One of the main differences in touring as a small band in Europe and North America is the way that you’re treated. In Europe, you almost always get a meal, a place to stay and as much free beer as you can drink. In Canada and the US, it’s the exception rather than the rule.

After getting rehydrated, we load in the acoustic guitar, bass, snare drum and a few stands. On this tour, Jon plays acoustic sets by himself with Glenn and I backing him on drums and bass, respectively, when we play loud punk shows as The Flying Hellfish. In venues where the decibel levels have to be really low, Chris will play acoustic guitar and sing by himself. In places where music can be played a little louder, Glenn and I back him in a semi-acoustic, mellow set where Glenn plays a snare drum with brushes and I play at a low volume. When there can be loud punk rock, we play loud punk rock together. It’s complicated.

Tonight, because of the small size of the bar and noise regulations, we’ll be playing semi-acoustic as Chris Snelgrove & The Last Mile.

Glenn and I drink more beers and talk to Ian, who put on the show, Vico and Tom, who are all members of local band Überyou. They’re all really nice guys. Roger’s girlfriend, Theo, shows up with a giant bowl of warm, cold salad she made for us. It has lettuce, tomatoes, cucumbers, multiple types of nuts, avocados, tons of other vegetables, an awesome homemade dressing and hot handmade falafel balls on top. It is delicious. We all sit down to eat together; band, promoter and owner.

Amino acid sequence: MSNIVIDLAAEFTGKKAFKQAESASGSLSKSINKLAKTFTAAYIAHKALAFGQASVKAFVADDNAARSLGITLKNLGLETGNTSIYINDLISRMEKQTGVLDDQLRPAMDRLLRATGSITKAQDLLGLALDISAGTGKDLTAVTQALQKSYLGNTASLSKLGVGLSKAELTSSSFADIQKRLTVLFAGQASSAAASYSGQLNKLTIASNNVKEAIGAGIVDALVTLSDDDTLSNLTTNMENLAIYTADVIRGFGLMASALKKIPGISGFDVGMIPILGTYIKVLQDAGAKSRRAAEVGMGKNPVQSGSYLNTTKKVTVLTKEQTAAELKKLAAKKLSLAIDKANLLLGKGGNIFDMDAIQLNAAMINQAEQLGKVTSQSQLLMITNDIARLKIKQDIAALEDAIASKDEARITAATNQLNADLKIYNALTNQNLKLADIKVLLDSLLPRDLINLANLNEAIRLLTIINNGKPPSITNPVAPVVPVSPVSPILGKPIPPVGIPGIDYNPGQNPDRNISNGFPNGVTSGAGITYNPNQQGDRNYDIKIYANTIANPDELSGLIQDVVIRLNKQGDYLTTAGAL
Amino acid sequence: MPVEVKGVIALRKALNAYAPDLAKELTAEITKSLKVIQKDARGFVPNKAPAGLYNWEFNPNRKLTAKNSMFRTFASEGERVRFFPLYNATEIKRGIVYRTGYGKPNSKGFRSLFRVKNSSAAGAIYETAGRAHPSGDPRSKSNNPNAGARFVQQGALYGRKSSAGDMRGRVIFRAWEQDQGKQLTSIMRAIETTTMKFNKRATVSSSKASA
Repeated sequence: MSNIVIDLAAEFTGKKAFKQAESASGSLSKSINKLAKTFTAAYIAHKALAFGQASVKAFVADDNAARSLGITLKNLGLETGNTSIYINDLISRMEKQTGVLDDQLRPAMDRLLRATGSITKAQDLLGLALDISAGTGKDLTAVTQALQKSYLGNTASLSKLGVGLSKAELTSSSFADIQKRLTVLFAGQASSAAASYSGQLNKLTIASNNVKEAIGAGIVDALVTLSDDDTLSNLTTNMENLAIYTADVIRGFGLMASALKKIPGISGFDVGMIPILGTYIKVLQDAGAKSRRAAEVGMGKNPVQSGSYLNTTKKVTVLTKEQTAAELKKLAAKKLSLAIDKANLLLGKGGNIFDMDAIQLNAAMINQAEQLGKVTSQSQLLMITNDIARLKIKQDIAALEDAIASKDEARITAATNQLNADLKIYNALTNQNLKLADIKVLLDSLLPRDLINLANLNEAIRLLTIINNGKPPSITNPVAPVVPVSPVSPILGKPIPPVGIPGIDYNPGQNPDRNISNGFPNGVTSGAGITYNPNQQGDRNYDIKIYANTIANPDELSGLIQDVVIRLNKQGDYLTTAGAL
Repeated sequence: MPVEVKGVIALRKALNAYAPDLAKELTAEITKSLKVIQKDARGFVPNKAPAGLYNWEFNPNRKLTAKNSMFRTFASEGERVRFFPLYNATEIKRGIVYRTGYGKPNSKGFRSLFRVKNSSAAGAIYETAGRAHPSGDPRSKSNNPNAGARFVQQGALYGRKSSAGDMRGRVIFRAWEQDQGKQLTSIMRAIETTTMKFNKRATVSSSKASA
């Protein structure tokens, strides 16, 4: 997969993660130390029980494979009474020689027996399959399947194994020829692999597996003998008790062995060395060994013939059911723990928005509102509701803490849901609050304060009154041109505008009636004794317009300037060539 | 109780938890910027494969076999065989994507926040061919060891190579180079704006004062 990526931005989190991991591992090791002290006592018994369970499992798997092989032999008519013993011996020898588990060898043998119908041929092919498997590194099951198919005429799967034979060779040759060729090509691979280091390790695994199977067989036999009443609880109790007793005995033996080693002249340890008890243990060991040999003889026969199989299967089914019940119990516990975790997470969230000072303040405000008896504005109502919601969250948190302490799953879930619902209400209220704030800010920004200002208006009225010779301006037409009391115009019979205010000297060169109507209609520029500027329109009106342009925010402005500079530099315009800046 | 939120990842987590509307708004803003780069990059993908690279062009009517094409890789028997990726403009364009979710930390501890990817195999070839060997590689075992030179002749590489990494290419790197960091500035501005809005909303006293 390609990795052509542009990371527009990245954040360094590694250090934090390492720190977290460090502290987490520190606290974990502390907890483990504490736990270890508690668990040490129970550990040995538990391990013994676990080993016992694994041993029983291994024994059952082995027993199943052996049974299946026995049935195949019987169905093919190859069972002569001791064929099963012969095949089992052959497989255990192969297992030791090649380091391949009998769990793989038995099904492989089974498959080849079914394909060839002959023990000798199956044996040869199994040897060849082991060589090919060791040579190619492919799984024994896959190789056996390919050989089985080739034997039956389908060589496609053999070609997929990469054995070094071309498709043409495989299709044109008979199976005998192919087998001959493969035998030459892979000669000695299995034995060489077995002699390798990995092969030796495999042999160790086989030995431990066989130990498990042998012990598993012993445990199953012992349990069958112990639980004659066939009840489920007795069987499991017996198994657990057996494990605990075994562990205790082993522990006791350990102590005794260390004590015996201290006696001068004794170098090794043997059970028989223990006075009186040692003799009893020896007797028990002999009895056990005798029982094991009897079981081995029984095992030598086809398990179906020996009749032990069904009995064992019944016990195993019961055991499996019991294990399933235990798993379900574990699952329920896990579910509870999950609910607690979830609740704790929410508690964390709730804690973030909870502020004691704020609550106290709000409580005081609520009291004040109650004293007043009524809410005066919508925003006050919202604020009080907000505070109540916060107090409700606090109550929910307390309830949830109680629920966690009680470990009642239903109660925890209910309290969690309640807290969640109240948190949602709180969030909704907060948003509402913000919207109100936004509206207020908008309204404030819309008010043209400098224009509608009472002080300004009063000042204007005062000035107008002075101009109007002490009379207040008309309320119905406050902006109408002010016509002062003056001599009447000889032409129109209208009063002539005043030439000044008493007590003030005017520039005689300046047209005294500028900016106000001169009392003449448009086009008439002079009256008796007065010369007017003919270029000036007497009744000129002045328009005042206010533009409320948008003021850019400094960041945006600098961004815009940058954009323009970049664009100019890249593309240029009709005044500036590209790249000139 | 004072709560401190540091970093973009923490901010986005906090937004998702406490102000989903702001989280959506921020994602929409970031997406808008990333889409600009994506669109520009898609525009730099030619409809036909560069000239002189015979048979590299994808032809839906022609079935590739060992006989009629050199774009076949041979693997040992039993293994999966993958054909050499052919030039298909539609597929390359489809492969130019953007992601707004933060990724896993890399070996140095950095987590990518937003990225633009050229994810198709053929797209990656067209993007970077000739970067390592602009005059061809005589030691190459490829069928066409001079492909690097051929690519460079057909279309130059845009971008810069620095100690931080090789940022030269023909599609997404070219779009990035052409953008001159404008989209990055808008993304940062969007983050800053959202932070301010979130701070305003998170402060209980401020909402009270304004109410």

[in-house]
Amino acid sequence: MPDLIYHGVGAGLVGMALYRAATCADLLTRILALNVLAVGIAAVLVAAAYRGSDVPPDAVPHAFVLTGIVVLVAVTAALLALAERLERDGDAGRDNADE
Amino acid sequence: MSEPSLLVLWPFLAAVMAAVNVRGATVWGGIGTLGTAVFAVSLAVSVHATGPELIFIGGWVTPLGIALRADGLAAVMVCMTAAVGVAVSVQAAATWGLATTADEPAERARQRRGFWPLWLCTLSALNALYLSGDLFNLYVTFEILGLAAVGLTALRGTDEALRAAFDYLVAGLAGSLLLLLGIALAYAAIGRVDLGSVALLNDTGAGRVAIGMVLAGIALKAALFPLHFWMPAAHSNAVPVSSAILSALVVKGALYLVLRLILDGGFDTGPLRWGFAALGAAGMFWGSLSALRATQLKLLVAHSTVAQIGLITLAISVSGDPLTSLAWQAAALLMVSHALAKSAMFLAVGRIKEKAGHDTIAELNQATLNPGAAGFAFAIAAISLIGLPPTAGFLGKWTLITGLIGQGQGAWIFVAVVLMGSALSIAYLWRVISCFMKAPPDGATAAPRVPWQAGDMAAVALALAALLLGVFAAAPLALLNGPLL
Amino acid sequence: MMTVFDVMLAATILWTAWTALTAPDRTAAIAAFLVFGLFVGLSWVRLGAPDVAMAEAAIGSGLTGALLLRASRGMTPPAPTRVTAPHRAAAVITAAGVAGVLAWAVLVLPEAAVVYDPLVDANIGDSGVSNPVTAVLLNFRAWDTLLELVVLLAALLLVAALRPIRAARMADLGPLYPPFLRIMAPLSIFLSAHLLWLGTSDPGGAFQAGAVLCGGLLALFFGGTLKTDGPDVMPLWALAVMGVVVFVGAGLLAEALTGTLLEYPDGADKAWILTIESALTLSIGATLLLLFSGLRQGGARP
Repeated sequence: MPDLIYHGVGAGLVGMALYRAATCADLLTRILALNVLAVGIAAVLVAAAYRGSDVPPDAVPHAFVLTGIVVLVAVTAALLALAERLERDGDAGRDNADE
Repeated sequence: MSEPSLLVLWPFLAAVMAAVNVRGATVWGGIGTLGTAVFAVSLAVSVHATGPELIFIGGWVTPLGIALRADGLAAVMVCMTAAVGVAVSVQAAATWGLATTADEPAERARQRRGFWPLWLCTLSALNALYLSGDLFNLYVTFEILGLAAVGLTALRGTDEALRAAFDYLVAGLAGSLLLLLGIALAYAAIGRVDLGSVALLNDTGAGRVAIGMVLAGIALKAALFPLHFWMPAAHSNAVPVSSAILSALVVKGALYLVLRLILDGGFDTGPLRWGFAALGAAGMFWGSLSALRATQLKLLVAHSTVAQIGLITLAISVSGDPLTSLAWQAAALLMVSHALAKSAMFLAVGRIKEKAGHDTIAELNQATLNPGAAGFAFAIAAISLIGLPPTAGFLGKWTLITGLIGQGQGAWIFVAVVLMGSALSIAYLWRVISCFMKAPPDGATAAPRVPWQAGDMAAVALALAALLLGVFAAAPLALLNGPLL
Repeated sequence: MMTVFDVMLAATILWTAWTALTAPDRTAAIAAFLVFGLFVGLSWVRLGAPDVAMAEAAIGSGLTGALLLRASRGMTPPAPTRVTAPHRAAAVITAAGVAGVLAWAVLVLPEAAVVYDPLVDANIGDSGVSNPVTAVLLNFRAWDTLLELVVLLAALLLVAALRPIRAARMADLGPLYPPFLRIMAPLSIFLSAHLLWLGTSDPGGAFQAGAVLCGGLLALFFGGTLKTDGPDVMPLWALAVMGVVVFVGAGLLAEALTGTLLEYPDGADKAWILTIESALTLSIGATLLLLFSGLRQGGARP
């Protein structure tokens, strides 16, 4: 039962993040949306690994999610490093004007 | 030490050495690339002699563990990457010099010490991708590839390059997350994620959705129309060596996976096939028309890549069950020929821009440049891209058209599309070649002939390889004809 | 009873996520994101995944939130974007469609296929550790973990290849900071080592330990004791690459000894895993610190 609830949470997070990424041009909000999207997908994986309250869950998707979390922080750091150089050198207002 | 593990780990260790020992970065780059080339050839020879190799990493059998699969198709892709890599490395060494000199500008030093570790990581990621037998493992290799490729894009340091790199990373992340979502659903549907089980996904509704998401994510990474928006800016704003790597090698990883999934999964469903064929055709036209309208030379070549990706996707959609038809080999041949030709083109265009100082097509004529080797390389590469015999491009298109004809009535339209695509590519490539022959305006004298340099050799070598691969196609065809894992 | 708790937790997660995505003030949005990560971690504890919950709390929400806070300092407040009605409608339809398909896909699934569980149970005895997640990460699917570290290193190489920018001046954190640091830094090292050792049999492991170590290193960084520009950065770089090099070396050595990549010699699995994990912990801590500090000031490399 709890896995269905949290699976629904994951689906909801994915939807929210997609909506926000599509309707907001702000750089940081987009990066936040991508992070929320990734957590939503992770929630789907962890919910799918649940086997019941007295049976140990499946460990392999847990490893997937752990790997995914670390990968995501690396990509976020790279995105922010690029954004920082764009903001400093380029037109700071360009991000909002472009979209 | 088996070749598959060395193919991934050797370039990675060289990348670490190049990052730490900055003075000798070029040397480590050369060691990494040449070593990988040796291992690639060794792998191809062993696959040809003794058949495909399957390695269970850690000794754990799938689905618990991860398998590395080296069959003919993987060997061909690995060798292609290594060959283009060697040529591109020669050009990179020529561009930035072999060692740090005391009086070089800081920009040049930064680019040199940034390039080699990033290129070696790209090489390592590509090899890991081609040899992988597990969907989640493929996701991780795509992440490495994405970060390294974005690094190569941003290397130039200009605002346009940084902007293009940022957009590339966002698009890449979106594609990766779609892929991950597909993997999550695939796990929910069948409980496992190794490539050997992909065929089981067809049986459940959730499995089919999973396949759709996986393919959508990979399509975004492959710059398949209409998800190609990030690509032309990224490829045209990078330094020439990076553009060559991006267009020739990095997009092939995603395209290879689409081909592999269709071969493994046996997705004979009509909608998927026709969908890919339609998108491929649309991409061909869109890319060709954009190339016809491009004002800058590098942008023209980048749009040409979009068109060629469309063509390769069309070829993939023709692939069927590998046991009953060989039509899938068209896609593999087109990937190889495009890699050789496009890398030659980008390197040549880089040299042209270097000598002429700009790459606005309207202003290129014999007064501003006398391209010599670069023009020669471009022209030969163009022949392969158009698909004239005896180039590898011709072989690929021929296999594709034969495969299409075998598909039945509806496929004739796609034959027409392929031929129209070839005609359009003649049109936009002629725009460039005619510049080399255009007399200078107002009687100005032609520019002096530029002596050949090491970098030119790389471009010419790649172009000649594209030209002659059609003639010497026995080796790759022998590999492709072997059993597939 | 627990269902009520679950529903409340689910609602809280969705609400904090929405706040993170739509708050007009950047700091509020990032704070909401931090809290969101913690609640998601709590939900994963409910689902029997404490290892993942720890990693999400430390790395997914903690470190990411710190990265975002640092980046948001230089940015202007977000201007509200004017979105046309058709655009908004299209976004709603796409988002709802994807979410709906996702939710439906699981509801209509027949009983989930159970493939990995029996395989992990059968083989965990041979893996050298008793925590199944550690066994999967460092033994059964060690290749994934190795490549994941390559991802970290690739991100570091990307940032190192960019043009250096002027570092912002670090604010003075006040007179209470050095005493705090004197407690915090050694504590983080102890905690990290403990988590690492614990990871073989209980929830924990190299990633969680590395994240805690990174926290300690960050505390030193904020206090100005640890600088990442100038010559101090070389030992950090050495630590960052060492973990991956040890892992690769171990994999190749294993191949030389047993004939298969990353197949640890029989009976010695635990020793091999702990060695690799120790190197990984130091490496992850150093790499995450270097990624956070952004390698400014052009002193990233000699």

The small bar fills up once we hit the stage. We play a solid set and the crowd seems really into it. It’s unfortunate Jon is so sick because this is the kind of environment he thrives in.

After finishing our set, we drink some more and head to Ian’s place. It’s a very short drive. Once we arrive, we climb what seems like 10 flights of stairs to his apartment.

It’s a tradition of theirs for visiting bands to drink from a giant bottle of whisky, Glenn and I oblige. Chris doesn’t drink at all, so he does not partake. We go to the roof, drink beers, smoke weed, look at the Zurich skyline and talk.

Once inside, we all talk a little more, then everyone else quickly goes to bed except Glenn and myself. We smoke a joint and pour some glasses from the oversized bottle of whisky. We sit in the kitchen smoking cigarettes and talking about music.

I had only really met Glenn twice before the tour. I was playing with Chris in The Last Mile, our drummer back in Montreal, also named Chris, wasn’t able to come to Europe, so the first Chris asked Glenn to play with us. He then asked me if I’d want to play bass for Jon as well. Liking the challenge of playing two sets a night, I accepted. We practiced on two occasions with Jon and one with Chris before flying to Europe, so we’re just getting to know each other.

Glenn plays me songs and videos of his other band, !Attention!, I play him songs from my former band, Hard Charger.

The music from our phones are playing early into the morning. It was a good night and now it’s time to get some rest before driving to the next show.